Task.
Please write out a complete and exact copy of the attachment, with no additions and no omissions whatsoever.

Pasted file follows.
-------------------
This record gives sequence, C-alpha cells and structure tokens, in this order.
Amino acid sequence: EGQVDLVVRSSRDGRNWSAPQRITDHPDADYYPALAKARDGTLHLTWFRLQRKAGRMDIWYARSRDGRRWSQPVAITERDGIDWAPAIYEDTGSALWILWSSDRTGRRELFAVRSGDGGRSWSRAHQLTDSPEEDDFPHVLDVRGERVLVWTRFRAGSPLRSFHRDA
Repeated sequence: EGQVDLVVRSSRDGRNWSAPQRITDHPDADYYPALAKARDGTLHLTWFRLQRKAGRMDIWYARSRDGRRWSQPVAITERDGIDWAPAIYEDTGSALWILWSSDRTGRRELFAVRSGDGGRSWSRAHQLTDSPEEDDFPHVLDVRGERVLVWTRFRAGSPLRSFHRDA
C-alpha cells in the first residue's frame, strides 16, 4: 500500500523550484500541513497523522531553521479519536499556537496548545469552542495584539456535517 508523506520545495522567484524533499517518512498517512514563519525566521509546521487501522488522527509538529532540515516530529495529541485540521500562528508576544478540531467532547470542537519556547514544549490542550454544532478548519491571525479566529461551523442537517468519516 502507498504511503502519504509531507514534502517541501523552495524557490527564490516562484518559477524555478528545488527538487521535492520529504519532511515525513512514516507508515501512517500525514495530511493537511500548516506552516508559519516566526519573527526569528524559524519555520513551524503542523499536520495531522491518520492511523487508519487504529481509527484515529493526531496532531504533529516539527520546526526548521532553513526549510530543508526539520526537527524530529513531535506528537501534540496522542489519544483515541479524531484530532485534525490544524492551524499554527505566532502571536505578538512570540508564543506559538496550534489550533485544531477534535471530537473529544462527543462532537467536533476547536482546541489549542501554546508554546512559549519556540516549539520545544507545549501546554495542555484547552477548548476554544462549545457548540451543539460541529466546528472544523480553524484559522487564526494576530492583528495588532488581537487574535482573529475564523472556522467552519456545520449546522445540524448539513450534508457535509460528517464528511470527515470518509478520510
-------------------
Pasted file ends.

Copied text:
This record gives sequence, C-alpha cells and structure tokens, in this order.
Amino acid sequence: EGQVDLVVRSSRDGRNWSAPQRITDHPDADYYPALAKARDGTLHLTWFRLQRKAGRMDIWYARSRDGRRWSQPVAITERDGIDWAPAIYEDTGSALWILWSSDRTGRRELFAVRSGDGGRSWSRAHQLTDSPEEDDFPHVLDVRGERVLVWTRFRAGSPLRSFHRDA
Repeated sequence: EGQVDLVVRSSRDGRNWSAPQRITDHPDADYYPALAKARDGTLHLTWFRLQRKAGRMDIWYARSRDGRRWSQPVAITERDGIDWAPAIYEDTGSALWILWSSDRTGRRELFAVRSGDGGRSWSRAHQLTDSPEEDDFPHVLDVRGERVLVWTRFRAGSPLRSFHRDA
C-alpha cells in the first residue's frame, strides 16, 4: 500500500523550484500541513497523522531553521479519536499556537496548545469552542495584539456535517 508523506520545495522567484524533499517518512498517512514563519525566521509546521487501522488522527509538529532540515516530529495529541485540521500562528508576544478540531467532547470542537519556547514544549490542550454544532478548519491571525479566529461551523442537517468519516 502507498504511503502519504509531507514534502517541501523552495524557490527564490516562484518559477524555478528545488527538487521535492520529504519532511515525513512514516507508515501512517500525514495530511493537511500548516506552516508559519516566526519573527526569528524559524519555520513551524503542523499536520495531522491518520492511523487508519487504529481509527484515529493526531496532531504533529516539527520546526526548521532553513526549510530543508526539520526537527524530529513531535506528537501534540496522542489519544483515541479524531484530532485534525490544524492551524499554527505566532502571536505578538512570540508564543506559538496550534489550533485544531477534535471530537473529544462527543462532537467536533476547536482546541489549542501554546508554546512559549519556540516549539520545544507545549501546554495542555484547552477548548476554544462549545457548540451543539460541529466546528472544523480553524484559522487564526494576530492583528495588532488581537487574535482573529475564523472556522467552519456545520449546522445540524448539513450534508457535509460528517464528511470527515470518509478520510